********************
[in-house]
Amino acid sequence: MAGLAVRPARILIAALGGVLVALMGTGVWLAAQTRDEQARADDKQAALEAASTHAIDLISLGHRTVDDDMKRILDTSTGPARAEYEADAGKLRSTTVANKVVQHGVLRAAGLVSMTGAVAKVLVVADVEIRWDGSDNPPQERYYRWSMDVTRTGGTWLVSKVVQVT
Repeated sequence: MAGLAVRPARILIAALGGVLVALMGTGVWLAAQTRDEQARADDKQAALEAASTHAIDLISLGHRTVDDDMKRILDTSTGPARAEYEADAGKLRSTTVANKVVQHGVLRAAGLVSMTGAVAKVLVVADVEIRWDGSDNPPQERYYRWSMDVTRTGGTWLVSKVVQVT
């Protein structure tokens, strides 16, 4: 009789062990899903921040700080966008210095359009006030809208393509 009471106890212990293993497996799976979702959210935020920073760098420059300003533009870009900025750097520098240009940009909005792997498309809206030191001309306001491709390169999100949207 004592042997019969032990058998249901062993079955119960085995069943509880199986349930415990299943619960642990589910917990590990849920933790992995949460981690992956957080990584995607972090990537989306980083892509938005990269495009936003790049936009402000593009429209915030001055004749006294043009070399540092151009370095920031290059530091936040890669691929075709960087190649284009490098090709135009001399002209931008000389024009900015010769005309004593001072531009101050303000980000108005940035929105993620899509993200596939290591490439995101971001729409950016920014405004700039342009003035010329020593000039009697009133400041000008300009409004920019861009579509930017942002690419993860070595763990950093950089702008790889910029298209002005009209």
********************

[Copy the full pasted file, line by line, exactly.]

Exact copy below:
[in-house]
Amino acid sequence: MAGLAVRPARILIAALGGVLVALMGTGVWLAAQTRDEQARADDKQAALEAASTHAIDLISLGHRTVDDDMKRILDTSTGPARAEYEADAGKLRSTTVANKVVQHGVLRAAGLVSMTGAVAKVLVVADVEIRWDGSDNPPQERYYRWSMDVTRTGGTWLVSKVVQVT
Repeated sequence: MAGLAVRPARILIAALGGVLVALMGTGVWLAAQTRDEQARADDKQAALEAASTHAIDLISLGHRTVDDDMKRILDTSTGPARAEYEADAGKLRSTTVANKVVQHGVLRAAGLVSMTGAVAKVLVVADVEIRWDGSDNPPQERYYRWSMDVTRTGGTWLVSKVVQVT
């Protein structure tokens, strides 16, 4: 009789062990899903921040700080966008210095359009006030809208393509 009471106890212990293993497996799976979702959210935020920073760098420059300003533009870009900025750097520098240009940009909005792997498309809206030191001309306001491709390169999100949207 004592042997019969032990058998249901062993079955119960085995069943509880199986349930415990299943619960642990589910917990590990849920933790992995949460981690992956957080990584995607972090990537989306980083892509938005990269495009936003790049936009402000593009429209915030001055004749006294043009070399540092151009370095920031290059530091936040890669691929075709960087190649284009490098090709135009001399002209931008000389024009900015010769005309004593001072531009101050303000980000108005940035929105993620899509993200596939290591490439995101971001729409950016920014405004700039342009003035010329020593000039009697009133400041000008300009409004920019861009579509930017942002690419993860070595763990950093950089702008790889910029298209002005009209």